Henry Taylor Paints a Picture

A retrospective of the painter's work comes to PS1

Mr. Taylor was born in Oxnard, Calif., a town just north of L.A., in 1958. He talks proudly about his father, who painted for the government and took his son out on weekends when he would paint houses and bars for extra money. He talks even more excitedly of the family legend that his grandfather, who owned horses in Texas and loved to gamble, was ambushed and shot and killed on his way to a different gunfight (naturally, he’s painted the scene from imagination).

After high school, he went to junior college and started “fucking around” with a watercolor pad. It helped him secure his first art-related job, at Mission: Renaissance, a sort of art night school for teens and adults. Mr. Taylor likened it to a Scientology-esque cult. He cleaned the studios. He got serious about painting around the time he started working nights in the psych ward of a state hospital. That’s when he started to paint the people around him.

“They had what we used to call the ice-box syndrome,” he said. “We’d have these patients that would just act out and you’d have to restrain them. I made quite a bit of work there. Because the people, they’re just there. You can give them a cup of coffee and they’ll sit right there for you.”

While working at the hospital, he started classes at CalArts. He was there around the same time as the artists Sam Durant, Andrea Bowers and Andrew Hahn. He was self-taught, then received CalArts’ famously theory-heavy fine arts education, only to essentially reject those methods and go back to his own way of painting. He can be playful (as in his gleeful portrait of a Pep Boys billboard in L.A.), sarcastic (his painting of Ronald McDonald, inspired by a trip to Bangkok) and dark (a painting about the lynching of Sean Bell depicts the eerie view of the back of a pick-up truck with a Texas plate, a chain dangling from the back bumper). He is a figurative painter, but not a realist, yet somehow his paintings capture resemblance through mood and texture better than an anatomical study could. He turns portraits around quickly, usually after just one or two sittings with a subject. He paints compulsively. If you’re around Mr. Taylor for long enough, chances are he’ll paint you. He made four portraits of Carol Cohen, coproprietor of Untitled, in a single night—she fell asleep, Mr. Taylor didn’t, so he painted her while she slept. He has a tendency to bring strangers he found on the street back to his studio.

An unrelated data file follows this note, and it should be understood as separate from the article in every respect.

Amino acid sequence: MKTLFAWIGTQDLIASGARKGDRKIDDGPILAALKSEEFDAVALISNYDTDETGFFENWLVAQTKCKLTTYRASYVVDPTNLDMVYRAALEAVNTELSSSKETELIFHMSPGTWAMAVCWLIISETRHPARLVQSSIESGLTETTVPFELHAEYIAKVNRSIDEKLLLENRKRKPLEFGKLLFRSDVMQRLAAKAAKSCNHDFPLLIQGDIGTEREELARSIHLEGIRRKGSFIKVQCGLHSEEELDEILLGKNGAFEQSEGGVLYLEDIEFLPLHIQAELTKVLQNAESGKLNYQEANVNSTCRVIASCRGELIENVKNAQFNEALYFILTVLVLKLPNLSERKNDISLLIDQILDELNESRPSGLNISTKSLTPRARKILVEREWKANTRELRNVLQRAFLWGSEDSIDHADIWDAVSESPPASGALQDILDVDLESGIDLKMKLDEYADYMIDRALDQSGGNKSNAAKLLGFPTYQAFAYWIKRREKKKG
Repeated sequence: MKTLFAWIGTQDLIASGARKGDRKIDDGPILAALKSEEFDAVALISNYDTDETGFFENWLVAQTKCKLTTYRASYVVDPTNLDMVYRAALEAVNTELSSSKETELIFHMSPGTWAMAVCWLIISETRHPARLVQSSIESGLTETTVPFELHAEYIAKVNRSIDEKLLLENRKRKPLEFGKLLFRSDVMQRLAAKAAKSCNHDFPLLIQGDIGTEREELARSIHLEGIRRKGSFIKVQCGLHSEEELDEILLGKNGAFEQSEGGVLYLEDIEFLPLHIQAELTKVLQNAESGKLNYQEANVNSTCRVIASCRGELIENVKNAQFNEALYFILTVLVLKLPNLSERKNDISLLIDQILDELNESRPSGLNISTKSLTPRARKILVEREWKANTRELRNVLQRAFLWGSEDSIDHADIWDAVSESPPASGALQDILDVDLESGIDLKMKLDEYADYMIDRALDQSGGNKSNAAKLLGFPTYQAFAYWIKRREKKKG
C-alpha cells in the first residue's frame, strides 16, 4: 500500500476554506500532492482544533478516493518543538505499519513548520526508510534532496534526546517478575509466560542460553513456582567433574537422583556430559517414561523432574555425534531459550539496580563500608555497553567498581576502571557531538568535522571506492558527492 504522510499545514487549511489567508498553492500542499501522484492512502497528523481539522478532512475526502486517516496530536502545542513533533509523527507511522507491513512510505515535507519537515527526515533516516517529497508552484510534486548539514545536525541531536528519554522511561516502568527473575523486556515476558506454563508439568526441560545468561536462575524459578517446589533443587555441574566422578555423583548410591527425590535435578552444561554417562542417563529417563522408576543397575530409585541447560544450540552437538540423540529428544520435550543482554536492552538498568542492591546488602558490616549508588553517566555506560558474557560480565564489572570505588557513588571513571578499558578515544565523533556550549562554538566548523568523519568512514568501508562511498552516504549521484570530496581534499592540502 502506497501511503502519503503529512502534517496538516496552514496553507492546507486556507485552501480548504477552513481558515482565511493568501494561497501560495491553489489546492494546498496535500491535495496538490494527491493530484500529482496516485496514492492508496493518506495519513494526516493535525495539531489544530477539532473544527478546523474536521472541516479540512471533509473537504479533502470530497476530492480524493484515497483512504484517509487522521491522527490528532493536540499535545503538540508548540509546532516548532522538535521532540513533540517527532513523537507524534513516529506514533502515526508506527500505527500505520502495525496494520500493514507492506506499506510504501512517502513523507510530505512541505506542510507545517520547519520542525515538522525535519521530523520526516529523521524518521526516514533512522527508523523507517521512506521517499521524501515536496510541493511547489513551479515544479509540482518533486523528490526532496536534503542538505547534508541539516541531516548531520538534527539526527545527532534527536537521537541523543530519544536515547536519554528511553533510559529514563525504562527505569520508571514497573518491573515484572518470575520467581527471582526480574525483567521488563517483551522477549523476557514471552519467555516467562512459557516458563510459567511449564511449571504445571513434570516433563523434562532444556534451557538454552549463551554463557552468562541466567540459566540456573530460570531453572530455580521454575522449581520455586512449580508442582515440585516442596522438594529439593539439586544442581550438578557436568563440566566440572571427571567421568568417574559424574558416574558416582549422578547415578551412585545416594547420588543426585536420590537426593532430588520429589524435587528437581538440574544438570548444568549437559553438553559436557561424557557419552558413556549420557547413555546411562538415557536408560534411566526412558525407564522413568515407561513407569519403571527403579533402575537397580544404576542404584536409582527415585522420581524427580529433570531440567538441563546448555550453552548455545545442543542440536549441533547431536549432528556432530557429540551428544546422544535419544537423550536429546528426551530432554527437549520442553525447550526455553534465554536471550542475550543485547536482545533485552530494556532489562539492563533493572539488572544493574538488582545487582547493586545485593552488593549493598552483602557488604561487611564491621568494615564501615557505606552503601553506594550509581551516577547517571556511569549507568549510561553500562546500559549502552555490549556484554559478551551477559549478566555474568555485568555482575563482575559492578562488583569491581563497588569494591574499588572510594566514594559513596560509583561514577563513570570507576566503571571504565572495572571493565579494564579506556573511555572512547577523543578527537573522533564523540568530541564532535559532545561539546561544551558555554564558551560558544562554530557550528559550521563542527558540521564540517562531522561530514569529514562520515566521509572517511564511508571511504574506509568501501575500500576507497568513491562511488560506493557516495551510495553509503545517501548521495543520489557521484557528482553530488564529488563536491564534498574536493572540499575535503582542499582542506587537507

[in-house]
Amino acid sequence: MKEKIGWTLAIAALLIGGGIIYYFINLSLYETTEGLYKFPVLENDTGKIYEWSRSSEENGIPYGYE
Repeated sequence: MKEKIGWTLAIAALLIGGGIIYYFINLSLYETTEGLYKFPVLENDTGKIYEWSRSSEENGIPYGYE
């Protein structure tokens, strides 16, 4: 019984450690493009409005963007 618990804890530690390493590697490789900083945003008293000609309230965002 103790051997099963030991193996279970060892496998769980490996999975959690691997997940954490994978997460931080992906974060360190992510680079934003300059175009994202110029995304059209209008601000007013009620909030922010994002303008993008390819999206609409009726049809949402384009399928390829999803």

“I picked up this one lady,” he said, “and she was a crack addict. I knew she was on the corner. Maybe hooking. She was a dope fiend, and I said, ‘Hey, I’ll pay you 30 bucks to come over and sit for me for an hour.’ So this was, like, a 60-year-old woman, still out on the streets and she sat for me. And she was hitting her pipe and shit. The next day she came back with some big black dude! And she was like, ‘Hey can I see the painting?’ I was kind of concerned about her. Maybe she might trip out. I’ve had it happen before. I had one girl over who was smoking crack, and I had to pick up her crack pipe and throw it over the balcony to get her out. She jumped over the balcony to get it. She never even sat for me she was so sprung on cocaine. What the fuck? I’ve painted some characters.”

Henry Taylor Paints a Picture